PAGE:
Stores warned on unpaid overtime
Retailers accused of not paying overtime to waged staff members have been sent a strong word from the Government.
Workplace Relations Minister Iain Lees-Galloway said the retailers, outed by a union on Wednesday, must make sure they pay employees properly.
‘‘My message to employers is make sure you know your obligations as employers,’’ Lees-Galloway said. ‘‘Make sure you’re taking care of your staff.’’
First Union had received 1500 complaints from workers at more than a dozen of New Zealand’s largest retailers since an Employment Court decision ordered Smiths City to back-pay staff.
Smiths City had failed to pay its staff for 15-minute sales meetings at the beginning of shifts over a period of eight years.
The union released a list naming and shaming other offenders on Wednesday.
It included Kmart, Briscoes, Rebel Sport, Countdown, Pak’n Save, Cotton On, Farmers, Whitcoulls, The Warehouse, Warehouse Stationary, Noel Leeming and Harvey Norman.
More retailers complained about were yet to be named.
Hundreds of the complaints alleged workers were not paid for preparing a store before it opened, or for cleaning or cashing up the till after closing.
Lees-Galloway said if the allegations were true, ‘‘these employers are in breach of the law’’.
Senior management at Briscoe Group, which owns Briscoes, Rebel Sport and Living & Giving, investigated complaints laid against it on Wednesday.
After auditing all of its stores it found that some sales staff were not paid for the time they spent cashing up when a store closed because it was not included in their timesheet.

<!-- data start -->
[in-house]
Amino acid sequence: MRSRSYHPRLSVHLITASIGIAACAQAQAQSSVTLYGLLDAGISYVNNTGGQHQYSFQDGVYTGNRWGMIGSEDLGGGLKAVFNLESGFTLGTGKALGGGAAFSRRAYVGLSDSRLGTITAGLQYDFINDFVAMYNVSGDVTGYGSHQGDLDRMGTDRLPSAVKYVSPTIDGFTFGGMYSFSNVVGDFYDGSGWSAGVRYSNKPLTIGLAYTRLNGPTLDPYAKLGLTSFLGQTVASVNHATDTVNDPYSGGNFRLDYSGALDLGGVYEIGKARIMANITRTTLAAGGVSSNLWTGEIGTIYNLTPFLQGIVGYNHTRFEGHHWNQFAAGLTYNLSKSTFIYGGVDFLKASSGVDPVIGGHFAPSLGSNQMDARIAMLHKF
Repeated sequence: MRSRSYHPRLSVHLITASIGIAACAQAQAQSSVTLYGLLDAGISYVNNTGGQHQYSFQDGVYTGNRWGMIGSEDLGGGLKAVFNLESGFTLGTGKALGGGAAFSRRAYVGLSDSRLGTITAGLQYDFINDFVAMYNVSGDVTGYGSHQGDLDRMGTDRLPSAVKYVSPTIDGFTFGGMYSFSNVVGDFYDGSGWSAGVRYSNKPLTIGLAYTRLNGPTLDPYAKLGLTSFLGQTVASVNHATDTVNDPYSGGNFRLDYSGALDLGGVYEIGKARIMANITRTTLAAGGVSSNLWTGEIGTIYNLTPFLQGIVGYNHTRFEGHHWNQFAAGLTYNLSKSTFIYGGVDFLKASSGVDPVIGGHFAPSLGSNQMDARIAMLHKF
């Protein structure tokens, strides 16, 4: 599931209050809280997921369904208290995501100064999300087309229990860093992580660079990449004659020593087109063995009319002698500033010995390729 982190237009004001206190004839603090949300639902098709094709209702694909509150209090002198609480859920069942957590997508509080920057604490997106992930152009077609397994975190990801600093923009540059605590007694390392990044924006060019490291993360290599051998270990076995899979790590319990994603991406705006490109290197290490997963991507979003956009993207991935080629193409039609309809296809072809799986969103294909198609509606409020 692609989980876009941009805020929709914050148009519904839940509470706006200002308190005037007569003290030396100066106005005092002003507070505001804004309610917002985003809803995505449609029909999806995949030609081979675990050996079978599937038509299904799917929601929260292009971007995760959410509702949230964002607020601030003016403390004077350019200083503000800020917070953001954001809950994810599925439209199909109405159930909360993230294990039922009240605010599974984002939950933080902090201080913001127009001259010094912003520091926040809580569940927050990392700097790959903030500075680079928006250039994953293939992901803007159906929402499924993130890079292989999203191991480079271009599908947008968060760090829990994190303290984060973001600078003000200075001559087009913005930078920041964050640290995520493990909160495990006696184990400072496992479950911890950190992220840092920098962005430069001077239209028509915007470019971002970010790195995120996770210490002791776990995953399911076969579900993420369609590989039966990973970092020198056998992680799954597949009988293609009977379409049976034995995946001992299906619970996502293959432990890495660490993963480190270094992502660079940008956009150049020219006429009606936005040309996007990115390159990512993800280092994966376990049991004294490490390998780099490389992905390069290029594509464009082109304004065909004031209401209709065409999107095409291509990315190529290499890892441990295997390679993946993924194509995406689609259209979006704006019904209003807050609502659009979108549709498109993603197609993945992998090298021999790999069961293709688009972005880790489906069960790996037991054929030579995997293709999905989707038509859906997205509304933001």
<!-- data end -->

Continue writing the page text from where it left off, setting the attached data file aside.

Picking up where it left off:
A Briscoes spokesman said it was a company ‘‘error’’ and the staff affected would be back-paid.
The Warehouse Group, owner of The Warehouse, Warehouse Stationary, Noel Leeming and Torpedo7, said its sales staff were paid for every hour they worked.
Progressive Enterprises, which owns Countdown supermarkets, and its competitor Foodstuffs, owner of Pak’n Save and New World, both said staff were paid for all time worked.
James Pascoe Group owns Farmers and Whitcoulls. Its director, Kevin Turner, said it was company policy for staff to be paid for meetings.
Cotton On Group’s New Zealand country manager, Kelly Ashford, said yesterday that the company had launched a full inquiry ‘‘to ensure our workplace policies are being adhered to’’ after it was contacted by Stuff and First Union on Wednesday.
Cotton On Group owns Cotton On, Cotton On Kids, Cotton On Body, Rubi, Typo, Factorie and Supre. Its parent company is Australian conglomerate Wesfarmers.
Harvey Norman, owned by Australia’s Harvey Norman Holdings, has been approached for comment.
First Union retail secretary Tali Williams said all the companies that were complained about were sent an email from the union asking them to investigate staff complaints.
Legal action could be taken if they refused to co-operate, she said.
Workplace Relations Minister Iain Lees-Galloway says if retail workers’ allegations prove to be true, 12 of New Zealand’s largest retailers are breaking the law.